Fed Minutes: Trade War is a Downside Risk

By Heisenberg

As I mentioned over the weekend, these will be parsed pretty closely for any mention of trade concerns, especially in light of what Jerome Powell didn’t say on Friday at his speech in Chicago. Additionally, traders will be looking closely for any further color in the Minutes about the upward revision to the near- and medium-term growth path in the SEP versus the unchanged longer-term outlook. Also, folks will probably be looking for some further color on the projected moderate inflation overshoot tipped in the March SEP.

Here’s a bit of color from BofAML on what to look for in what you’ll (maybe) read below:

The minutes of the March 21st FOMC meeting should have an optimistic undertone but highlight the debate over the outlook for growth and inflation with some concern over tighter financial conditions and trade tensions. On growth, we think there will likely be discussion about whether the recent improvement – upward revisions in growth this year and next – would be able to generate healthier longer term growth. Note that the median for long-run growth is stuck at 1.8% so the consensus is still in the camp that the economy is on a structurally lower trajectory. That said, we could see a number of arguments made for higher productivity growth. We also think the debate over inflation continues with the majority arguing that the Phillips Curve is relevant but noting the challenges that have left it quite flat. The discussion around financial conditions should be of interest given that there has been recent tightening and measures such as the Libor-OIS spread have widened, suggesting funding pressures. It will be interesting to see if Fed officials shrug this off or show some concern. We will also look for discussion around the risks from growing trade tensions given the move to implement tariffs – will Fed officials discuss how that might filter back into the economy? How are they handicapping the risk?

Without further ado…

Bullet points:

  • “Participants did not see the steel and aluminum tariffs, by themselves, as likely to have a significant effect on the national economic outlook, but a strong majority of participants viewed the prospect of retaliatory trade actions by other countries, as well as other issues and uncertainties associated with trade policies, as downside risks for the U.S. economy.”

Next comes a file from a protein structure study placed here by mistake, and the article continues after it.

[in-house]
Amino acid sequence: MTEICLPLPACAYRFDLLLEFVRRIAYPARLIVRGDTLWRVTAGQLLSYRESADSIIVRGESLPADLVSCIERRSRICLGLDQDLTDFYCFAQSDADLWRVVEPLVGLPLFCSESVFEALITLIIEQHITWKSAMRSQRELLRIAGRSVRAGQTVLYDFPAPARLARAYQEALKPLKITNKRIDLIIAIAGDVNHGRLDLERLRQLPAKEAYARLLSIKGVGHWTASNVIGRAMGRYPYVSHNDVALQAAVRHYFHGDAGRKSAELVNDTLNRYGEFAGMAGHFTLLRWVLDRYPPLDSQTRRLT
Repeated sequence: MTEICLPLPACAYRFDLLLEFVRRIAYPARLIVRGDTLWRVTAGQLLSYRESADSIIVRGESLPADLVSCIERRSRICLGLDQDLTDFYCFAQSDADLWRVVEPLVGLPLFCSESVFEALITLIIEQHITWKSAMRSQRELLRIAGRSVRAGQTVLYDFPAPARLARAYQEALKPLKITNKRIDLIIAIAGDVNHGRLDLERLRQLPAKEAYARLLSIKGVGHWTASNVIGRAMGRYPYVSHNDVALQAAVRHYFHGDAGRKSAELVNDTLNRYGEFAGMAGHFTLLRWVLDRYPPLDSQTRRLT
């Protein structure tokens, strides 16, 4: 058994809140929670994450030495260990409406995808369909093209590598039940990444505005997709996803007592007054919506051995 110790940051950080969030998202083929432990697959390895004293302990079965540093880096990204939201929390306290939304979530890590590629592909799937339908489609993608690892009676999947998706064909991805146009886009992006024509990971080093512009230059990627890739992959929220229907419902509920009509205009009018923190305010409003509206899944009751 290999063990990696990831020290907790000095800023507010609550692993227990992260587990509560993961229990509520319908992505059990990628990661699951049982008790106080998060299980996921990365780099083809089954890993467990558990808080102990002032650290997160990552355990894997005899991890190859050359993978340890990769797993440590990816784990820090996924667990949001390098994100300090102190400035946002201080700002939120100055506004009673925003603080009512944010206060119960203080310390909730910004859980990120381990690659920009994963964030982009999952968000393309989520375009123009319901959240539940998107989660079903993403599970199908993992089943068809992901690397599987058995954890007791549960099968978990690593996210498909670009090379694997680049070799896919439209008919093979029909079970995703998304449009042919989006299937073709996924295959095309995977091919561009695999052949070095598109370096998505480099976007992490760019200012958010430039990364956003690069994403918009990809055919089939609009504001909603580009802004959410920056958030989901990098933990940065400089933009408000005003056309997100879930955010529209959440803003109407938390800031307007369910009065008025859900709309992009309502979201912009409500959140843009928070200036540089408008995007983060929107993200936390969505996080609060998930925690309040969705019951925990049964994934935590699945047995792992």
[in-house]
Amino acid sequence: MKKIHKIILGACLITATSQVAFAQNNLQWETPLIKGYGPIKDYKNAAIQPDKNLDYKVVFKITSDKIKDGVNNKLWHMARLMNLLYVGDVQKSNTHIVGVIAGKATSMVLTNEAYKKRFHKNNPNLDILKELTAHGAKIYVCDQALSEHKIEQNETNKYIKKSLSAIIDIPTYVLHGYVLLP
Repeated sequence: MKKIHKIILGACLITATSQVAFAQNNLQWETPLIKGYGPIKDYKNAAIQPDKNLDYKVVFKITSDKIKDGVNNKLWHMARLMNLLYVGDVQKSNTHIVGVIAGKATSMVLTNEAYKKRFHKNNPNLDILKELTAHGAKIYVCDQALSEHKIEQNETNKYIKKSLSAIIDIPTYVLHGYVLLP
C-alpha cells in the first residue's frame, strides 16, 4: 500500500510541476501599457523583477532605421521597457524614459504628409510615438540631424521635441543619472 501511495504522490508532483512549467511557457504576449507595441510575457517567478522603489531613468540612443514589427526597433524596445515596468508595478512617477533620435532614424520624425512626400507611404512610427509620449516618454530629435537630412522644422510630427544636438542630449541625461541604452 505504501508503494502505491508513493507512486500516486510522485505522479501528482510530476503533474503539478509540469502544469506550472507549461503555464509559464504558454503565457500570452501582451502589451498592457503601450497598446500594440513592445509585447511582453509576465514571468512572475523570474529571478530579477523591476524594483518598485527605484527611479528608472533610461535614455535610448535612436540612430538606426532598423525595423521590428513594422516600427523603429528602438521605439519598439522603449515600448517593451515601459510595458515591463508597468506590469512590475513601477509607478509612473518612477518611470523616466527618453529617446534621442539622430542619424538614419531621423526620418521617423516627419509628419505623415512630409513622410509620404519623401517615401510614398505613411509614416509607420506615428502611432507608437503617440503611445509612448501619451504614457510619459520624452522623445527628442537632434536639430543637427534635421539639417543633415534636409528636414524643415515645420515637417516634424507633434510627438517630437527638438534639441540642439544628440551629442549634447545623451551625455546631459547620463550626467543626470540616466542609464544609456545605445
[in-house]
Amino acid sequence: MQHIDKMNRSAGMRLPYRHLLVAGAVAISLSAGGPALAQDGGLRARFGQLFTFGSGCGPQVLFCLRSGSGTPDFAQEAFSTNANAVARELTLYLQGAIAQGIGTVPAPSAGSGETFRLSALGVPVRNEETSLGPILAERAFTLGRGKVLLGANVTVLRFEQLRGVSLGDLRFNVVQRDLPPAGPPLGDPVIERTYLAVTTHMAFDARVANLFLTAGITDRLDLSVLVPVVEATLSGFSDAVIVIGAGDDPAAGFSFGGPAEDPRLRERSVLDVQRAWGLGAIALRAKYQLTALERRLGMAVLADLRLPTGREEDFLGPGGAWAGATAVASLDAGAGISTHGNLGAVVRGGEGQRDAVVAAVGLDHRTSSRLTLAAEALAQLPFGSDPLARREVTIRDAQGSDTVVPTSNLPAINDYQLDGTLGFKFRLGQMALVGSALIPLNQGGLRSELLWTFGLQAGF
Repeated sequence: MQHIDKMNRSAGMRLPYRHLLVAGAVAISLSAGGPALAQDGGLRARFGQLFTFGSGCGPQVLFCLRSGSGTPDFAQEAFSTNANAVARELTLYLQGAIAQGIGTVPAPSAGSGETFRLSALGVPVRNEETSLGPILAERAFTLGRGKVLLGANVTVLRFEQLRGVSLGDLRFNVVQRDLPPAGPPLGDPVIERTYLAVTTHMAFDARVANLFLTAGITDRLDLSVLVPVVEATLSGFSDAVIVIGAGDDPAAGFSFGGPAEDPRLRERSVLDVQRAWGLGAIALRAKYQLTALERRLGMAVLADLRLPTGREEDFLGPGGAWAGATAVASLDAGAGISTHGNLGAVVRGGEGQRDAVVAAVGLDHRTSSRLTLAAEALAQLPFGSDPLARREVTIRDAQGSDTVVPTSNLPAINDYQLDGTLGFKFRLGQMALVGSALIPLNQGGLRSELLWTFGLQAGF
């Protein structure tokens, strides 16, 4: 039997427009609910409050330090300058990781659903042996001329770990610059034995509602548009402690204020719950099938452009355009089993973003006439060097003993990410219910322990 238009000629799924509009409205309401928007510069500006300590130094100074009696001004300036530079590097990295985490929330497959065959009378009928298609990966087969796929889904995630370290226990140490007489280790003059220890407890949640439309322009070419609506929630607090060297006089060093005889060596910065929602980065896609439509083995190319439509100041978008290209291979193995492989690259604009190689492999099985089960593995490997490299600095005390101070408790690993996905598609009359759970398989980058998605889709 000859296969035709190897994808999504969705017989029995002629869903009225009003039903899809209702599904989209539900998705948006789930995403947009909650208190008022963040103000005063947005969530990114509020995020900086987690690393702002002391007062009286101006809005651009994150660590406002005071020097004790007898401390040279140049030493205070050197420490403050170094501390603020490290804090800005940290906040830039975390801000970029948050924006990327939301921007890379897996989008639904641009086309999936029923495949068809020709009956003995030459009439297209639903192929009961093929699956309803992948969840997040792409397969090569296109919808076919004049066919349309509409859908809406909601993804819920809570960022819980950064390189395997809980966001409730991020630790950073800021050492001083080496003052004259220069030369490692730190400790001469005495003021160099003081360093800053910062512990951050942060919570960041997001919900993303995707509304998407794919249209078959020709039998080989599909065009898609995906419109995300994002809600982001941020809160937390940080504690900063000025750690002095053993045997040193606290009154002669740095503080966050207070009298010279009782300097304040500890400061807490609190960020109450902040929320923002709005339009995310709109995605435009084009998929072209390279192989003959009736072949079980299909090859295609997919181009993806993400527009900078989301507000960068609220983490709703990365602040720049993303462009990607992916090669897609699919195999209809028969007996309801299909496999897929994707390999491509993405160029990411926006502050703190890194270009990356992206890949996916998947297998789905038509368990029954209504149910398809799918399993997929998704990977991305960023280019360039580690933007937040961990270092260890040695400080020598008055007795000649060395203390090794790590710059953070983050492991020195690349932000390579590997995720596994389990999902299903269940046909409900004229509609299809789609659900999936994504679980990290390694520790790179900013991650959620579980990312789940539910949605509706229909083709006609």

• “Tax changes enacted late last year and the recent federal budget agreement, taken together, were expected to provide a significant boost to output over the next few years.”
    • “A few participants noted that the changes in tax policy could boost the level of potential output.”
  • “Almost all participants agreed that it remained appropriate to follow a gradual approach to raising the target range for the federal funds rate.”
    • “A number of participants indicated that the stronger outlook for economic activity, along with their increased confidence that inflation would return to 2 percent over the medium term, implied that the appropriate path for the federal funds rate over the next few years would likely be slightly steeper than they had previously expected.”
    • “Some participants suggested that, at some point, it might become necessary to revise statement language to acknowledge that, in pursuit of the Committee’s statutory mandate and consistent with the median of participants’ policy rate projections in the SEP, monetary policy eventually would likely gradually move from an accommodative stance to being a neutral or restraining factor for economic activity.”
    • “A couple of participants pointed to possible benefits of postponing an increase in the target range for the federal funds rate until a subsequent meeting; these participants suggested that waiting for additional data to provide more evidence of a sustained return of the 12-month inflation rate to 2 percent might more clearly demonstrate the data dependence of the Committee’s decisions and its resolve to achieve the price-stability component of its dual mandate.”
    • “Participants expressed a range of views on the amount of policy tightening that would likely be required over the medium term to achieve the Committee’s goals.”
  • “Many participants stated that recent readings from indicators on inflation and inflation expectations increased their confidence that inflation would rise to the Committee’s 2 percent objective in coming months and then stabilize around that level; others suggested that downside risks to inflation were subsiding.”
    • “All participants agreed that the outlook for the economy beyond the current quarter had strengthened in recent months. In addition, all participants expected inflation on a 12-month basis to move up in coming months.”
  • “Regarding wage growth at the national level, several participants noted a modest increase, but most still described the pace of wage gains as moderate; a few participants cited this fact as suggesting that there was room for the labor market to strengthen somewhat further.”
    • “Participants noted incoming data suggesting some slowing in the rate of growth of household spending and business fixed investment after strong fourth-quarter readings. However, they expected that the first-quarter softness would be transitory, pointing to a variety of factors, including delayed payment of some personal tax refunds, residual seasonality in the data, and more generally to strong economic fundamentals.”

Full .pdf:

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